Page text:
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Looking Through Broken Glass: 10 Ways to be more Compassionate and Help the peoples of Ukraine and Russia

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If everybody looks through broken glass, then together, we are looking at a world that looks broken. When I notice my crack…you notice yours, and we start healing our cracks, then we begin to look at the world through clear glass. And that's what trauma healing does. It starts unifying the world.

~Thomas Hübl


How many cracks have appeared in our window over the last few years: COVID, Syria, the death of George Floyd and too many others, floods, droughts, fires and now the invasion of Ukraine. Can you make sense of what is happening? Do you dare take a side other than on the side of "kill no one in my name?" Imagine the unimaginable—your community being invaded. For what? Consider the fear of people on both sides, one side for their lives, the other side for seeing their sons, brothers and fathers coming back in body bags. In whose name is this insanity being perpetrated?


What can we do to help the peoples of Ukraine and Russia:

  1. Engage with the reality of the moment, don't turn your back on what is happening. Speak up for the rights of every member of our human family. Don't get bogged down in blaming, hypothesizing, or forecasting.It is WRONG to take lives, damage the environment and add to unnecessary collective trauma. Use your energy to help others.

  2. Reach out to your representatives in government and urge them to support sanctions against the Russian Federation. Lend support to those in government offices who understand what it means to "Do unto others as you would have them do unto you." Reflect on how this is not a catch phrase or a flippant statement. It is real. It may mean, no matter where we live, we may suffer for following this belief. Accept this reality--higher prices for fuel, less goods on the shelves, etc.

  3. Start or join a rally to support efforts for peace and to end the war. People on both sides of the aggression are victims of the conflict. We too are suffering the residuals of this war.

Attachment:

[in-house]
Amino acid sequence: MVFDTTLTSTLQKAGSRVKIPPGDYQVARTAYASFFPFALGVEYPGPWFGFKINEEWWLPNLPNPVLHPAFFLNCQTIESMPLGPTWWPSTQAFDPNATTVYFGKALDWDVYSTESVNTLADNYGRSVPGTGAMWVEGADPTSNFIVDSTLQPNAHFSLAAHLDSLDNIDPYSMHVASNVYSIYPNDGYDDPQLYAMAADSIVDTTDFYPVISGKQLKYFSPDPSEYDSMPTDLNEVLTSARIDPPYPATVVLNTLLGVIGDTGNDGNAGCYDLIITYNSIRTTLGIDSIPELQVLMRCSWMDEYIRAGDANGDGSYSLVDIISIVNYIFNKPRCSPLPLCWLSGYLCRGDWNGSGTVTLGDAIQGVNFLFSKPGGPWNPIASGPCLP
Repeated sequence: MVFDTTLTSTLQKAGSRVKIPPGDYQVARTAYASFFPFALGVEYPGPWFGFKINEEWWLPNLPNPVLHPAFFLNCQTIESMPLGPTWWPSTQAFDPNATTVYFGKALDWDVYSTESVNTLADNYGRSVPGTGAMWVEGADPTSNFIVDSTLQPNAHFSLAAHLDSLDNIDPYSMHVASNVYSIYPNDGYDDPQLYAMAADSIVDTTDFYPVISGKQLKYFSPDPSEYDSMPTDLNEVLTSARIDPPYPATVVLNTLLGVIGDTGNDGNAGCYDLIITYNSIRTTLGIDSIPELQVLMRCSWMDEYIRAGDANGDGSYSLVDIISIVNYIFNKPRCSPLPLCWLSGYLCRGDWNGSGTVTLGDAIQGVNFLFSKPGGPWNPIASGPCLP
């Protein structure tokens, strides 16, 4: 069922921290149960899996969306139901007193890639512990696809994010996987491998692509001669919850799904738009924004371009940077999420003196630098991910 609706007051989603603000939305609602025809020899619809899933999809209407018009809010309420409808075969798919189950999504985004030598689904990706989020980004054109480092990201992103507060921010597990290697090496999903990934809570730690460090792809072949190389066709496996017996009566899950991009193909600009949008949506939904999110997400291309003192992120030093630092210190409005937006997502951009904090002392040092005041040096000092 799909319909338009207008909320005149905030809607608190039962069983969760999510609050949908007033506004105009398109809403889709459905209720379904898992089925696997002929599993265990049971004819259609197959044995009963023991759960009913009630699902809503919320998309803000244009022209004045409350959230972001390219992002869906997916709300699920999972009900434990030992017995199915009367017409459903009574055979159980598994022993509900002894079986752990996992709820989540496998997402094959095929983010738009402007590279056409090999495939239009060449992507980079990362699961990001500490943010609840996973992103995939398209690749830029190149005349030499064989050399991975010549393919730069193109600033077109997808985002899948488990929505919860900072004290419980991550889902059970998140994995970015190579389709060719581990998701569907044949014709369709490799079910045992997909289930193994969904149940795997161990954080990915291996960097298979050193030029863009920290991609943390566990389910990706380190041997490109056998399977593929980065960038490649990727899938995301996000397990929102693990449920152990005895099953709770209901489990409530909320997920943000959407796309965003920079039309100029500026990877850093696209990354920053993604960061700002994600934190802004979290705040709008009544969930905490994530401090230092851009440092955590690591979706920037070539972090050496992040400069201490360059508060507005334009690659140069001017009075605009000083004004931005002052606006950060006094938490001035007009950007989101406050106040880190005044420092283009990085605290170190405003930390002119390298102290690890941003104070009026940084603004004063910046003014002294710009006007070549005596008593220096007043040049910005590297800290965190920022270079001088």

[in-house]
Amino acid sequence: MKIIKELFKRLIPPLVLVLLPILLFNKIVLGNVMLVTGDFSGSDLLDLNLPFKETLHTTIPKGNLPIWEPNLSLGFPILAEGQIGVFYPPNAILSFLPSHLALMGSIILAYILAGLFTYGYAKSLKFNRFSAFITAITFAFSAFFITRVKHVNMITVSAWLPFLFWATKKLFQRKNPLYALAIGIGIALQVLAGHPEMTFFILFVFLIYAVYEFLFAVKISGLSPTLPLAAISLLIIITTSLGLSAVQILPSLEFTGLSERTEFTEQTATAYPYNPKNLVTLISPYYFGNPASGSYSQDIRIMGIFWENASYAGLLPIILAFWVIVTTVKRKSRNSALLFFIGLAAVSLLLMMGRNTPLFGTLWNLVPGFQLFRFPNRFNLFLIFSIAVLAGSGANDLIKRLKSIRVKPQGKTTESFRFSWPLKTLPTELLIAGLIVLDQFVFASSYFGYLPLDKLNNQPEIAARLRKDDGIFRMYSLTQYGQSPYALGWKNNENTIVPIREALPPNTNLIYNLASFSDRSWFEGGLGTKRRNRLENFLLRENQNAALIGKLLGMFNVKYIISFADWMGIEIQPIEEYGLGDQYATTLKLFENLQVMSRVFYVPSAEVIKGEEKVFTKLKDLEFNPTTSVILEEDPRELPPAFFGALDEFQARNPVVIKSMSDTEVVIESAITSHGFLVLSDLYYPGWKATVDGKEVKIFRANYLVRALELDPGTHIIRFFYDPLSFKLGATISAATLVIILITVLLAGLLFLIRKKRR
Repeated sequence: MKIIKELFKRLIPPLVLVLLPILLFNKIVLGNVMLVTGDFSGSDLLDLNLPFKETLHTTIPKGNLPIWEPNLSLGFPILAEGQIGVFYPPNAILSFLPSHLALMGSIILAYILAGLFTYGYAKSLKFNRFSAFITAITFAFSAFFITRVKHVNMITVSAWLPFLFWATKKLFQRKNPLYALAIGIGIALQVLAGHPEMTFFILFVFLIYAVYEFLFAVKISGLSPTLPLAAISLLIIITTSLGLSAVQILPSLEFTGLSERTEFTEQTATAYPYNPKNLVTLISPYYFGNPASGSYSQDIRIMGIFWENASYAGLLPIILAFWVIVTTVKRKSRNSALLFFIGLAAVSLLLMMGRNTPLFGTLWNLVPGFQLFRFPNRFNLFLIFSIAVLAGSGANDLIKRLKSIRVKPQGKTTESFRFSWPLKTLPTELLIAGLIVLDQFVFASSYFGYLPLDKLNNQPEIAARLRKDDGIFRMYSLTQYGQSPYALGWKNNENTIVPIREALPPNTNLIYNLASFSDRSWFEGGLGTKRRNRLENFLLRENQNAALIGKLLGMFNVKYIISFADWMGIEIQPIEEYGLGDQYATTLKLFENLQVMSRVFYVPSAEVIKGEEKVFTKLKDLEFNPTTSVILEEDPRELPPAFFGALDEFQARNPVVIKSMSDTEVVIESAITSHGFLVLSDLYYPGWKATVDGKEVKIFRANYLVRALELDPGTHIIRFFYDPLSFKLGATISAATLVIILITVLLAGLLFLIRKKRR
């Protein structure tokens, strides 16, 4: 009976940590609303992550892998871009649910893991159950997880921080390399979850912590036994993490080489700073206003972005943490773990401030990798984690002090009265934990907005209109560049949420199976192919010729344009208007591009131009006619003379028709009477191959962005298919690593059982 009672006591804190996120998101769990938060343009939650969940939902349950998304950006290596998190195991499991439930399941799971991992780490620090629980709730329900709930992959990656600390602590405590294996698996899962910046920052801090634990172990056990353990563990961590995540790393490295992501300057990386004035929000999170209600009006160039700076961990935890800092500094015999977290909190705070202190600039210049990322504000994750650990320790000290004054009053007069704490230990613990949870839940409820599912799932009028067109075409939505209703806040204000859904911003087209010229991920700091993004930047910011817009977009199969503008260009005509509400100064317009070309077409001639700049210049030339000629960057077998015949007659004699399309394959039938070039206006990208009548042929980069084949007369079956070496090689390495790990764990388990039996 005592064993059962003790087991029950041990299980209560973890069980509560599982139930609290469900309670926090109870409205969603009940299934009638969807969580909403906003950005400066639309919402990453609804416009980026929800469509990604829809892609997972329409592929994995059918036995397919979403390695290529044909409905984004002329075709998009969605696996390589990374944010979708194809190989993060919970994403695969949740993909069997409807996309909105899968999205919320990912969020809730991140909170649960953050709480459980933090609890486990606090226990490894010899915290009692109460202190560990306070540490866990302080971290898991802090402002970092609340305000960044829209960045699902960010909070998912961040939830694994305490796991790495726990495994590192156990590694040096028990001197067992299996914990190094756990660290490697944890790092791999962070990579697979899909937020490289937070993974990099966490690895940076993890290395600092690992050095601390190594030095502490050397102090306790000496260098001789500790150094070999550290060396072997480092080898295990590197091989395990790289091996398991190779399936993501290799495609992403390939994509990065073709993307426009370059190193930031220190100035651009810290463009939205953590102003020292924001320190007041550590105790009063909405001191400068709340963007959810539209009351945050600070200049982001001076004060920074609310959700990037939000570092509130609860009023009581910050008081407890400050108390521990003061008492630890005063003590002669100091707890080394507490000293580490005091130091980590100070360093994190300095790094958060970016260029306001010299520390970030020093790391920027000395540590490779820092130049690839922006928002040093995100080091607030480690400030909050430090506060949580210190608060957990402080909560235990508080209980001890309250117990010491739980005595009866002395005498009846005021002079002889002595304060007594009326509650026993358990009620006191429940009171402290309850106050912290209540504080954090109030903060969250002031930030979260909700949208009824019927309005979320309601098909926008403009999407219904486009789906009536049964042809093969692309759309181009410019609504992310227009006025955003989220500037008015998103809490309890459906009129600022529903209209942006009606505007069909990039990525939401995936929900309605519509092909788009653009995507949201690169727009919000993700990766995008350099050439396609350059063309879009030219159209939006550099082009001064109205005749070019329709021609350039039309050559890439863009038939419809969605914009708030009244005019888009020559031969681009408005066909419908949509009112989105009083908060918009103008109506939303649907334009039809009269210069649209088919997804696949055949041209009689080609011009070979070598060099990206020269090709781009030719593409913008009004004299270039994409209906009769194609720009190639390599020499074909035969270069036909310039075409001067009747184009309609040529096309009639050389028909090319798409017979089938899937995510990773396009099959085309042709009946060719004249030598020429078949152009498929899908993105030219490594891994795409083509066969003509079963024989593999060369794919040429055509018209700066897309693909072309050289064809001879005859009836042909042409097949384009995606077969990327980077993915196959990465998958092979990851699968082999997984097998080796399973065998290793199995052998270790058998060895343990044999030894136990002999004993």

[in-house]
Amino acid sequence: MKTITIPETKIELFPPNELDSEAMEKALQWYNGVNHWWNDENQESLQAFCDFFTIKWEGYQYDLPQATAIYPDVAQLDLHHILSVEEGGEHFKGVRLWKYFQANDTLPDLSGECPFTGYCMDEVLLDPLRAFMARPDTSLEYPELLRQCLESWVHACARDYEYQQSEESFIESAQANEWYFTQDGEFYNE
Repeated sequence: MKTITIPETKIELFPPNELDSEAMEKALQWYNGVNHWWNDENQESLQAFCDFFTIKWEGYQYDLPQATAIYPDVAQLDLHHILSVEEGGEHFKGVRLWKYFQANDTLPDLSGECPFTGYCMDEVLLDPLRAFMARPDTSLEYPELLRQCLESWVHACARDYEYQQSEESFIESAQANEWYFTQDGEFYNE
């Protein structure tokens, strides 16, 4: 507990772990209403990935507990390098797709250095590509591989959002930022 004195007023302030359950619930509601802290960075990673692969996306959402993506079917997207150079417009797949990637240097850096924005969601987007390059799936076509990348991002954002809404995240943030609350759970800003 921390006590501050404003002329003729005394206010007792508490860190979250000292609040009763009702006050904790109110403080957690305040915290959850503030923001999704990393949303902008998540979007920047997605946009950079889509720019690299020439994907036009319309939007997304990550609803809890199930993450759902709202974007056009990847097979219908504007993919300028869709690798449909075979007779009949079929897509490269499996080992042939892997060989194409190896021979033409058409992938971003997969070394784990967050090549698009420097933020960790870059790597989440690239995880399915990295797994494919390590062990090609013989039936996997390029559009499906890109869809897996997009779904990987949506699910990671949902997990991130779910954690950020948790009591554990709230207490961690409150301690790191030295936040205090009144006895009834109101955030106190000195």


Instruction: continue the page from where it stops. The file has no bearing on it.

4. Connect to your own resilience. Connect to compassion. Perform compassionate actions for others around you because you love them, and you love humankind. If you can't relate to that last statement, consider finding out the source of your feelings. Remember acts of kindness multiply.

  5. Recognize the angst of the geographic neighbors to Ukraine and Russia—those who suffered through WWII and the Holocaust. Consider how that ancestral trauma has never been healed.

  6. Meditate for peace. Pray for peace.

  7. Work to eliminate nuclear weapons. Threats are now being made to use them. Join Voices for a Nuclear Free World.

  8. Support the international Red Cross and United Help Ukraine. UHU is a nonprofit that distributes food and medical supplies to displaced persons.

  9. Support Voices of Children: an organization that gives psychological and psychosocial support to children who are suffering because of war operations.

  10. Don't give up on humanity.

With Warm regards,
Marilyn Turkovich

This message from Marilyn Turkovich, Executive Director of the Charter for Compassion, appears in our 02/28/2021 weekly newsletter. To sign up for our newsletter, scroll all the way down to the end of this page to get to the bottom menu, in the newsletter section enter your email address and click on subscribe. 

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Tuesday, 29 November 2022
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